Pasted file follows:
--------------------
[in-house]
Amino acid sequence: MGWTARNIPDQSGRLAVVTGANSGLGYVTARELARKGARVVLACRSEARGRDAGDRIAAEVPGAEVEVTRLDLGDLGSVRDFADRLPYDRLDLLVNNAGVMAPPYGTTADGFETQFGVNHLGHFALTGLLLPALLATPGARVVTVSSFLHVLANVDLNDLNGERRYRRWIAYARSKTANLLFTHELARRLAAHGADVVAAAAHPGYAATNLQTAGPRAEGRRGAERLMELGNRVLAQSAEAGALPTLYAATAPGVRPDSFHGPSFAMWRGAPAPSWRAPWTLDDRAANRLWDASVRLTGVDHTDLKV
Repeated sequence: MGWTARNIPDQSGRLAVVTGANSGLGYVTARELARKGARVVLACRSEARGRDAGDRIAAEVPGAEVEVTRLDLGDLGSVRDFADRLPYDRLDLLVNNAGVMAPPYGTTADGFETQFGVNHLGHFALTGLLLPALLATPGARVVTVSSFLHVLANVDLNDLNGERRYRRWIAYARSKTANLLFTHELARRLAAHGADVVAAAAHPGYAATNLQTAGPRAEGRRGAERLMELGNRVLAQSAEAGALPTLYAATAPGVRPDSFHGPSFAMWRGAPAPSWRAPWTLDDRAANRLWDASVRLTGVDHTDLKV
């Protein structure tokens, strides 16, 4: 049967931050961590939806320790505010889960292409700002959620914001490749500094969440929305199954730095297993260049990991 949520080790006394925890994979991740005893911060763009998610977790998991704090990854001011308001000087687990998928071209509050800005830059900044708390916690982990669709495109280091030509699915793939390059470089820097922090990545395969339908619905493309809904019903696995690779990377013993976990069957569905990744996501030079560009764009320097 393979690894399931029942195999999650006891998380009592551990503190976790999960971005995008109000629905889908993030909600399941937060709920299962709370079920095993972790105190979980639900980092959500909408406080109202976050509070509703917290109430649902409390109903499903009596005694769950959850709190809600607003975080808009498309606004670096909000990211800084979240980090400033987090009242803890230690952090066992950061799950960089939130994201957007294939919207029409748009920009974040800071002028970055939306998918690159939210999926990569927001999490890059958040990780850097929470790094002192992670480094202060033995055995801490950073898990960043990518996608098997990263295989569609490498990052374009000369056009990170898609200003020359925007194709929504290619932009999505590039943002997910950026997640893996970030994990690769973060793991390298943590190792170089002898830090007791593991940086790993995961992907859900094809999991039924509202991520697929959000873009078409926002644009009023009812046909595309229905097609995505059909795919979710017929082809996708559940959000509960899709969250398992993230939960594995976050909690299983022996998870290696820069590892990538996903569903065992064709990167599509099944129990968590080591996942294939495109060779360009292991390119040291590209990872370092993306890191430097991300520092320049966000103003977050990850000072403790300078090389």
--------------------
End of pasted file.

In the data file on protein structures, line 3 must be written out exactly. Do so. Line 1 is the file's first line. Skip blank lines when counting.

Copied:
Repeated sequence: MGWTARNIPDQSGRLAVVTGANSGLGYVTARELARKGARVVLACRSEARGRDAGDRIAAEVPGAEVEVTRLDLGDLGSVRDFADRLPYDRLDLLVNNAGVMAPPYGTTADGFETQFGVNHLGHFALTGLLLPALLATPGARVVTVSSFLHVLANVDLNDLNGERRYRRWIAYARSKTANLLFTHELARRLAAHGADVVAAAAHPGYAATNLQTAGPRAEGRRGAERLMELGNRVLAQSAEAGALPTLYAATAPGVRPDSFHGPSFAMWRGAPAPSWRAPWTLDDRAANRLWDASVRLTGVDHTDLKV